Now available to purchase at 50% off

If you could program a home robot in 30 minutes or less, what would you have it do? Would you instruct it to perform overnight sentry duty and look for intruders? Would you send it to the kids’ rooms and have it hide their shoes while they are at school? Would you hack together a dispensing cup and have your robot feed the dog every morning? Starting today, you can now order Misty II! And when she arrives later this year, you can program her to do all of these things for you—probably in less than a half an hour.

In a short 11 months after starting the company, and only four months after shipping the Misty I, the team at Misty Robotics is now selling the Misty II. It is a crowdfunded effort to enlist the millions of software developers and makers in the world to create the home robot of the future. The goal is to foster a thriving community of programmers and robot enthusiasts who share skills and ideas for what a robot can do. Ultimately, they hope to develop the de facto robot platform that everyone can build upon.

In order to do this, the robot itself needs to be powerful and robustly capable. And here, Misty delivers. At 14" high and six pounds, she packs two smartphone-level processors running Android 7 and Windows IoT Core, fully capable of running Tensorflow, Cafe, and Windows ML within hardware optimized runtimes. She comes with a self-charging station, 2+ hours of battery life, a state-of-the-art 3D sensor suite capable of 3D mapping of entire rooms, offices or a house, autonomous navigation, facial and object recognition, a mic array to hear and respond to commands, USB/serial ports for hardware extensibility, and her own dynamic and programmable personality.

And of course, the robot must be easily programmable. You can build skills for Misty using Blockly, Javascript and Python. And it’s easy to integrate with third party services such as Alexa, Microsoft Cognitive Services, Google Assistant and Cloud APIs to provide additional capabilities for Misty. You can download sample skills created by the Misty team and developers in the community for use on your robot and share the skills you make with others.

Misty is perfect for you if you are:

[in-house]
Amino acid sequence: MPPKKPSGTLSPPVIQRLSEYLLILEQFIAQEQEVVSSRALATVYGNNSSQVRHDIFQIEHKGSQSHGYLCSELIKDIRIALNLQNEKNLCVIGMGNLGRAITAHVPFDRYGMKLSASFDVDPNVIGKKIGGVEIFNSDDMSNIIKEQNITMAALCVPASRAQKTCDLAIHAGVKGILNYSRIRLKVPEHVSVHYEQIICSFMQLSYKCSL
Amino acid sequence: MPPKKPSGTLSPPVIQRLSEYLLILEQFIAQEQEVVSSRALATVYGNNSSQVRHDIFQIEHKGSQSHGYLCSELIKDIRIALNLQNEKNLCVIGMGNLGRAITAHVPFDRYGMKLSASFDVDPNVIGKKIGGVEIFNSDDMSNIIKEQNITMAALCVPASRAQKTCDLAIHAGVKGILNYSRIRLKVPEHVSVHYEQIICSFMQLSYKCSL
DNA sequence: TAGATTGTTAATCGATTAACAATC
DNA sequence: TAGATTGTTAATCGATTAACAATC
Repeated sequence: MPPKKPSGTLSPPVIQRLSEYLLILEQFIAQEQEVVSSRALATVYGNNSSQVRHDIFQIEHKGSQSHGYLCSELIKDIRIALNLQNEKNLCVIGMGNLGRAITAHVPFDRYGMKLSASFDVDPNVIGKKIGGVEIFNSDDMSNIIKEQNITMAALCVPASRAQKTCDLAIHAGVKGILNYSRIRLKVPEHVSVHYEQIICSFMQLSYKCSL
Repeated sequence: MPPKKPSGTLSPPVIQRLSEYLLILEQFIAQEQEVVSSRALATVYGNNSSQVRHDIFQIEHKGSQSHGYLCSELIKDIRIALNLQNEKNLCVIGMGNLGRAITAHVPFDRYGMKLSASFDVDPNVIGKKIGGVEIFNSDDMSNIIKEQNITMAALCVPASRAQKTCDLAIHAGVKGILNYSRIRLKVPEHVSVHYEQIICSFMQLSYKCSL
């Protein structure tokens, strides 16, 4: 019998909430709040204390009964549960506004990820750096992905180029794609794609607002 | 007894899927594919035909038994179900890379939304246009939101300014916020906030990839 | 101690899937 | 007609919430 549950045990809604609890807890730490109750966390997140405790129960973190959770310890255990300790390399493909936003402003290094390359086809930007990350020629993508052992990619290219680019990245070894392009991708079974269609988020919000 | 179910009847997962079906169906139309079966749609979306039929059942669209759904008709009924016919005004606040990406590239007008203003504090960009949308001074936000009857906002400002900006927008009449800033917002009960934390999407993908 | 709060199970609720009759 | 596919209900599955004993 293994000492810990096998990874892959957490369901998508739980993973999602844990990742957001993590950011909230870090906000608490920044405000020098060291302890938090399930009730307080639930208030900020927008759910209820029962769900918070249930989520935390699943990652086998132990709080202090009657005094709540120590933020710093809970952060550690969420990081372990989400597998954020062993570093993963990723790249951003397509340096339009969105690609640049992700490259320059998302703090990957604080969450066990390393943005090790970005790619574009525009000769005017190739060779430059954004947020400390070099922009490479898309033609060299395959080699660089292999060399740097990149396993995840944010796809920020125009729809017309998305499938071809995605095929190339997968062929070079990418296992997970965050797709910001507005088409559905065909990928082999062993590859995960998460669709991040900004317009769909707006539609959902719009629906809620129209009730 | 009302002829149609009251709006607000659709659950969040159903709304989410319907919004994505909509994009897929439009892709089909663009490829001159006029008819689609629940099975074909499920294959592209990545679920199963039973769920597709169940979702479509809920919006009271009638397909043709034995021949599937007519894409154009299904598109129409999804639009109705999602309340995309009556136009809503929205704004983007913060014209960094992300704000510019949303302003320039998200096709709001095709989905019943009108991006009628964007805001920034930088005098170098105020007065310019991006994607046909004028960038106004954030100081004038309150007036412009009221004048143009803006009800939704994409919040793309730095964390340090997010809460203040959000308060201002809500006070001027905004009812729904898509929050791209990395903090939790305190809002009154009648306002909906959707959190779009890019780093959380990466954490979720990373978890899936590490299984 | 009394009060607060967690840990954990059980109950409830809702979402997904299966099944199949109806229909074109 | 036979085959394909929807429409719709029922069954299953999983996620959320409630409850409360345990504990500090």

• A beginner, intermediate or advanced software developer curious about robots
  • A STEM teacher or student who wants a robot for your class
  • A university student looking for the best robotics platform to build upon or use for research
  • A parent who wants their kids to participate in our robotic future
  • A hardware hacker dying to connect arduino or raspberry pi projects to a moving robot
  • A developer at a company who wants to explore what you can do with robotics and AI in the service of your business
  • Someone who feels it’s better to design our robot overloads rather than be overrun by them 😉

For me, as an engineer and a parent of three kids with strong interests in STEM, I think it essential that we help all young people feel enabled by technology—to encourage them to be makers, not just consumers, of products and services. Offering them platforms on which to build their ideas, experiment and make mistakes, and stretch their imaginations is crucial for that. Just as the Apple II served as that launch platform for so many of us when we were kids, encouraging us to start programming computers, Misty has the potential to be a launch platform for technical projects that touch the real world. And in the fast approaching automated future, we want our kids to be on the enabling side of automation, to use it to make things. These are some of the things that attracted me to Misty.

If you are as excited as we are about having your very own robot to program, hack, build-upon, improve and get to know, this is the time to join the Misty crowdfunding campaign. By becoming an early backer now, you get Misty II for $1599, which is 50% off the MSRP price, and there is a special deal for the first 250 to sign up. Misty will ship to you by the end of the year.

Welcome, Misty II—Help Create the Autonomous Robot of the Future was originally published in on Medium, where people are continuing the conversation by highlighting and responding to this story.